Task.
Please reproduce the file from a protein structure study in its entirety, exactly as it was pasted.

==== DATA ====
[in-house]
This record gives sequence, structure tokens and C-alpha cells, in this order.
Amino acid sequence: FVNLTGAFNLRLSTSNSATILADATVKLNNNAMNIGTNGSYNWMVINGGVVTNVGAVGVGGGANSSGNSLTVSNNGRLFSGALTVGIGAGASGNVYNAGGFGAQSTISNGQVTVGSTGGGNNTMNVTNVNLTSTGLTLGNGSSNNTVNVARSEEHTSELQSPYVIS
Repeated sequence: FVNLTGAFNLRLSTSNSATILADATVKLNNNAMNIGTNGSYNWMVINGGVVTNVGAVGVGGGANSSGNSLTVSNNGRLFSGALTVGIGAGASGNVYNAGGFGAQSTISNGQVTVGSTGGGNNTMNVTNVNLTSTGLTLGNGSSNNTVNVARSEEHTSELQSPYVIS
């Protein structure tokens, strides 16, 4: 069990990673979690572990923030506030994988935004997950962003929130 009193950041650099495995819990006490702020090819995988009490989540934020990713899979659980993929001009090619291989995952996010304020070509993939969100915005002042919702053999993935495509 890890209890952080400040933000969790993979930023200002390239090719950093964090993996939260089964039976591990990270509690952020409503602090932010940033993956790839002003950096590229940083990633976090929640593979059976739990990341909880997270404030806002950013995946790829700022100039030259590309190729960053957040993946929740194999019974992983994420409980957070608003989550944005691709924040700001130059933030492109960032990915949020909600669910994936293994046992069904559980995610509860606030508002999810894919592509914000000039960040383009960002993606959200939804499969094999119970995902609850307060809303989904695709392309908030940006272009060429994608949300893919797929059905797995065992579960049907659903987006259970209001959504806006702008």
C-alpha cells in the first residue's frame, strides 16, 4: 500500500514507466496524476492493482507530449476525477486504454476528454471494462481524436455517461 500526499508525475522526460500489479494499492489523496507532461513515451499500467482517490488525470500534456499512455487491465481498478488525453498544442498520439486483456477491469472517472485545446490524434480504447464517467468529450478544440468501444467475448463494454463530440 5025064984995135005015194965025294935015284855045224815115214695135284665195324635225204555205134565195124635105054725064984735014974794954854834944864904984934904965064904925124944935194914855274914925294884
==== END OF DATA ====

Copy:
[in-house]
This record gives sequence, structure tokens and C-alpha cells, in this order.
Amino acid sequence: FVNLTGAFNLRLSTSNSATILADATVKLNNNAMNIGTNGSYNWMVINGGVVTNVGAVGVGGGANSSGNSLTVSNNGRLFSGALTVGIGAGASGNVYNAGGFGAQSTISNGQVTVGSTGGGNNTMNVTNVNLTSTGLTLGNGSSNNTVNVARSEEHTSELQSPYVIS
Repeated sequence: FVNLTGAFNLRLSTSNSATILADATVKLNNNAMNIGTNGSYNWMVINGGVVTNVGAVGVGGGANSSGNSLTVSNNGRLFSGALTVGIGAGASGNVYNAGGFGAQSTISNGQVTVGSTGGGNNTMNVTNVNLTSTGLTLGNGSSNNTVNVARSEEHTSELQSPYVIS
């Protein structure tokens, strides 16, 4: 069990990673979690572990923030506030994988935004997950962003929130 009193950041650099495995819990006490702020090819995988009490989540934020990713899979659980993929001009090619291989995952996010304020070509993939969100915005002042919702053999993935495509 890890209890952080400040933000969790993979930023200002390239090719950093964090993996939260089964039976591990990270509690952020409503602090932010940033993956790839002003950096590229940083990633976090929640593979059976739990990341909880997270404030806002950013995946790829700022100039030259590309190729960053957040993946929740194999019974992983994420409980957070608003989550944005691709924040700001130059933030492109960032990915949020909600669910994936293994046992069904559980995610509860606030508002999810894919592509914000000039960040383009960002993606959200939804499969094999119970995902609850307060809303989904695709392309908030940006272009060429994608949300893919797929059905797995065992579960049907659903987006259970209001959504806006702008």
C-alpha cells in the first residue's frame, strides 16, 4: 500500500514507466496524476492493482507530449476525477486504454476528454471494462481524436455517461 500526499508525475522526460500489479494499492489523496507532461513515451499500467482517490488525470500534456499512455487491465481498478488525453498544442498520439486483456477491469472517472485545446490524434480504447464517467468529450478544440468501444467475448463494454463530440 5025064984995135005015194965025294935015284855045224815115214695135284665195324635225204555205134565195124635105054725064984735014974794954854834944864904984934904965064904925124944935194914855274914925294884